Two UAB Comprehensive Cancer Center researchers were featured in a Scientific American news story on experimental, next-generation, anti-cancer therapies.
Professor David Curiel, M.D., Ph.D., director of the human gene therapy division, and Professor Ronald Alvarez, M.D., director of the gynecologic oncology division, are featured in a Scientific American special cancer edition, and both served as co-authors on the story “Tumor-busting viruses.” The editors chose Curiel and Alvarez because of their research in viral gene therapy, or virotherapy.
Virotherapy is an experimental technique that targets cancer cells with genetically engineered viruses and leaves healthy cells untouched. The therapy uses the viruses’ natural ability to invade and reproduce as a way to deliver target genes that make tumor cells more susceptible to existing chemotherapies.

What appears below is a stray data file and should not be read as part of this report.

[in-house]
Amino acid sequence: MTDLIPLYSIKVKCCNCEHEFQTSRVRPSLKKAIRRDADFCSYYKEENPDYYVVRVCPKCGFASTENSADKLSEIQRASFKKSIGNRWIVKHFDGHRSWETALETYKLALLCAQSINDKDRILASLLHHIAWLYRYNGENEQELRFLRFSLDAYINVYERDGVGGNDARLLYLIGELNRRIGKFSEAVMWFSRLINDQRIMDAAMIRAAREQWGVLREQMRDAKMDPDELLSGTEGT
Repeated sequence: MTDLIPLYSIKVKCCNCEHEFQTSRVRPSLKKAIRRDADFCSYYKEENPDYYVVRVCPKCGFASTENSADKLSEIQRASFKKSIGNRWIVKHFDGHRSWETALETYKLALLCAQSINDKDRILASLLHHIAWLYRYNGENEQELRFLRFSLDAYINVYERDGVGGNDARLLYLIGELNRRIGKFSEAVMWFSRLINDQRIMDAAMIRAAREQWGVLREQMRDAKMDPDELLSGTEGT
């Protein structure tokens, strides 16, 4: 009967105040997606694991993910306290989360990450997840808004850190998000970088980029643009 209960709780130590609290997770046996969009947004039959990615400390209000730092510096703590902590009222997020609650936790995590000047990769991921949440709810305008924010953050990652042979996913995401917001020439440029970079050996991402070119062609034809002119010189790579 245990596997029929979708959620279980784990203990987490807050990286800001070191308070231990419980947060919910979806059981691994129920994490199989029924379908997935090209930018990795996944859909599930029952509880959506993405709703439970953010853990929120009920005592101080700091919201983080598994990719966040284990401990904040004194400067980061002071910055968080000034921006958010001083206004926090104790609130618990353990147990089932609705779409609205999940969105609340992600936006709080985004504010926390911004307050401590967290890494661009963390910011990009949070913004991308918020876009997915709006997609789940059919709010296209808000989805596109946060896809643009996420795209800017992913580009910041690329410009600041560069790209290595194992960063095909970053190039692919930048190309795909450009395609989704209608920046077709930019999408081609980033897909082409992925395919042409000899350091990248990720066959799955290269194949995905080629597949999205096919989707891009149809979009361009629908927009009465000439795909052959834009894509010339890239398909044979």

Curiel and Alvarez have been testing this concept with a virus compound called adenovirus in women with recurrent ovarian or other gynecological cancers. The clinical trial is still in the early stages, yet the compound has shown anti-tumor effects that appear safe to most patients, Curiel said.
“We envision a substantial role for viruses – that is, therapeutic viruses – in 21st-century medicine,” Curiel and Alvarez wrote.
First proposed in the 1940s, virotherapy now relies heavily on adenoviruses, a cause of the common cold, which have been studied and altered extensively for medical research. Adenoviruses have the ability to shuttle targeted segments of DNA into a tumor cell and make biochemical changes that minimize damage to healthy cells.